CADDIS Volume 2: Sources, Stressors & Responses
Temperature: Simple Conceptual Diagram
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Water temperature is a key environmental variable for many aquatic biota, and many human-based activities can alter the temperature regimes of flowing waters. Most human activities alter stream temperature regimes through land cover alteration and subsequent changes in the delivery and distribution of heat from the ultimate source – solar radiation. These activities may influence water temperatures via five dominant pathways: (1) by increasing coldwater inputs; (2) by increasing warmwater inputs; (3) by increasing solar radiative heating (of the water and the streambed); (4) by decreasing the thermal buffering capacity of the system; and (5) by decreasing coldwater inputs. For example, impoundments may change the temperature of water released downstream, increasing warmwater inputs if releases are from warmer surface layers or increasing coldwater inputs if releases are from cooler deep-water layers. Some industrial activities generate thermal effluents, which also can increase warmwater inputs and significantly raise downstream temperatures.
Watershed land cover alteration (e.g., vegetation removal) can increase warmwater inputs by increasing in solar heating of the land and heated surface runoff from impervious surfaces. Riparian land cover alteration can increase solar heating of the water and stream bed via reductions in canopy cover. These land cover changes also can affect thermal buffering capacity. For example, groundwater inputs can help mediate temperature increases, as groundwater often is cooler than surface waters, especially in summer. If groundwater inputs are reduced (e.g., due to decreased groundwater recharge), coldwater inputs may decrease and this temperature-buffering capacity may be lost.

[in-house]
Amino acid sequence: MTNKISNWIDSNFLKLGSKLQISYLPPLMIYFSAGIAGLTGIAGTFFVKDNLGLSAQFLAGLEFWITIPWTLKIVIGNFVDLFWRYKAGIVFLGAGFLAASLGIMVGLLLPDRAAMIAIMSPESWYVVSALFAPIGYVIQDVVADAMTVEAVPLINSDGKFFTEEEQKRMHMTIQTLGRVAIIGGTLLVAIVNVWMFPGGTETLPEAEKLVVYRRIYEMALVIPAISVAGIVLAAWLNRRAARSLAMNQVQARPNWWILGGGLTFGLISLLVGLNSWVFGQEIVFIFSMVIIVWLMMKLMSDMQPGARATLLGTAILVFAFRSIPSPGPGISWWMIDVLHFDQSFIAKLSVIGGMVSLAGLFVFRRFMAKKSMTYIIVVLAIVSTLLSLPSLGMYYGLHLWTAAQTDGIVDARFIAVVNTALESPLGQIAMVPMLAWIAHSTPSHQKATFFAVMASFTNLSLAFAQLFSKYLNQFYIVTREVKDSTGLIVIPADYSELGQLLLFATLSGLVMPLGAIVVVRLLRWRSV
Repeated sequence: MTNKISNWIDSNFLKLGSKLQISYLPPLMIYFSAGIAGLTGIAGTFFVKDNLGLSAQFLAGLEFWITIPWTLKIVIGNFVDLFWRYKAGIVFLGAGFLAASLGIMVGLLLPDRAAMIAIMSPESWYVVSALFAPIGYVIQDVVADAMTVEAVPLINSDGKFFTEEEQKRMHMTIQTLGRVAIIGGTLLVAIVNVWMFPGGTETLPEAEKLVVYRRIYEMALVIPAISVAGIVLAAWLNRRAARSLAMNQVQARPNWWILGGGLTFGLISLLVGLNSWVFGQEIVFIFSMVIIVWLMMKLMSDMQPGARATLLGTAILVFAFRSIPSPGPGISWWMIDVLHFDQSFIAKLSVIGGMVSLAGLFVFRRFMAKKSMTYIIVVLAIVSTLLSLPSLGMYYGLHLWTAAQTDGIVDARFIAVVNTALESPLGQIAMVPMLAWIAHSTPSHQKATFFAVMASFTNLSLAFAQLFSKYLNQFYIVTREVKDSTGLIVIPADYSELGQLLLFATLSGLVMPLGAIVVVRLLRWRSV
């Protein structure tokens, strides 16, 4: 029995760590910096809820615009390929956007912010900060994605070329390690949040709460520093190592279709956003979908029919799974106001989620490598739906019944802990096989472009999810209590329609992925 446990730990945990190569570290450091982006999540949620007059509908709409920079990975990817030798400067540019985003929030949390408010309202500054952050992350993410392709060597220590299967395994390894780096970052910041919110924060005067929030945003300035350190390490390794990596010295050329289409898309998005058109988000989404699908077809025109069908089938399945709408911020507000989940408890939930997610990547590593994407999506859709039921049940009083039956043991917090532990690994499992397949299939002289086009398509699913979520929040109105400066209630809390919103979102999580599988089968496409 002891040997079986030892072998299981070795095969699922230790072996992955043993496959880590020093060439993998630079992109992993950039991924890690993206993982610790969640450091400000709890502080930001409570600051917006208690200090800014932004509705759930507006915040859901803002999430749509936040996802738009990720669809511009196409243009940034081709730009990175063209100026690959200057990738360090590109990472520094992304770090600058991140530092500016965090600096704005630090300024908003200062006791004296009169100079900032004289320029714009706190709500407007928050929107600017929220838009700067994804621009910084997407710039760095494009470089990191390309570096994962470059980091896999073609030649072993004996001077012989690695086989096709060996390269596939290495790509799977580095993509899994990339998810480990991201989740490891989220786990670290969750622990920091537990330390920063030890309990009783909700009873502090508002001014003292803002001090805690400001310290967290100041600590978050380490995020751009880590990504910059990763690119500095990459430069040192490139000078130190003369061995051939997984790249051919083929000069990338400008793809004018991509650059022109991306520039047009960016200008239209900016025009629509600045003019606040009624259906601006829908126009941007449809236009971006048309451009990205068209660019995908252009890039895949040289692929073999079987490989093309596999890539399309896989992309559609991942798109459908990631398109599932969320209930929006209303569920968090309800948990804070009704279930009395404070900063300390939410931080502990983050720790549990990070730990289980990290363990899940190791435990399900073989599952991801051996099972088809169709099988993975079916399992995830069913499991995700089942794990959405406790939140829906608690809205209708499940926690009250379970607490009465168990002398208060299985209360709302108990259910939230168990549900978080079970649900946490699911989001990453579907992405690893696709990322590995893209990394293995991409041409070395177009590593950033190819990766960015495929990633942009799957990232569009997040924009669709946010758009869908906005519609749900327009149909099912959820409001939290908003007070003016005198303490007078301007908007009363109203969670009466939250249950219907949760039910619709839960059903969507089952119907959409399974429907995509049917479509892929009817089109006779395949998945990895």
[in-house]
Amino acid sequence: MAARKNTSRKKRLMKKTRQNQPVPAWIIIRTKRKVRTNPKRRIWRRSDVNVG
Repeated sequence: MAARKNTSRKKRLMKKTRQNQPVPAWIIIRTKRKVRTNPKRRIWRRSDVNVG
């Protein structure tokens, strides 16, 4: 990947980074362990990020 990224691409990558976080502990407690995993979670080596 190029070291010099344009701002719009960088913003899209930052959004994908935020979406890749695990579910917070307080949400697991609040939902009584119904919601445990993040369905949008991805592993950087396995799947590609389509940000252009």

Changes in water temperature can be closely related to several other stressors. For example, DO saturation concentration decreases and dissolution of ionic compounds increases at warmer temperatures, so temperature increases can contribute to problems with these stressors. Increases in suspended sediments can increase temperature by increasing heat absorption, and reductions in baseflow (i.e., groundwater discharge) also can lead to water temperature increases.
Alteration of water temperatures can affect aquatic organisms in several ways. Perhaps most obvious, water temperatures may exceed the upper and lower tolerance limits for specific taxa or life stages: decreases in minimum temperatures or increases in maximum temperatures may result in acute or chronic stress in organisms intolerant of these modified temperature conditions. Relatively rapid changes in temperature (e.g., increases in diurnal temperature range) also may be stressful for organisms that are not adapted to fluctuating conditions.
In addition to acute and chronic stress effects, changes in extreme temperature values may contribute to increases or decreases in average temperatures, and subsequent changes in the rate of total heat accumulation, a key developmental cue for many aquatic organisms. Water temperature can significantly affect a suite of physiological processes and behavioral characteristics in aquatic invertebrates and fishes, from metabolic rates to activity levels, each of which may contribute to temperature-based biological impairment.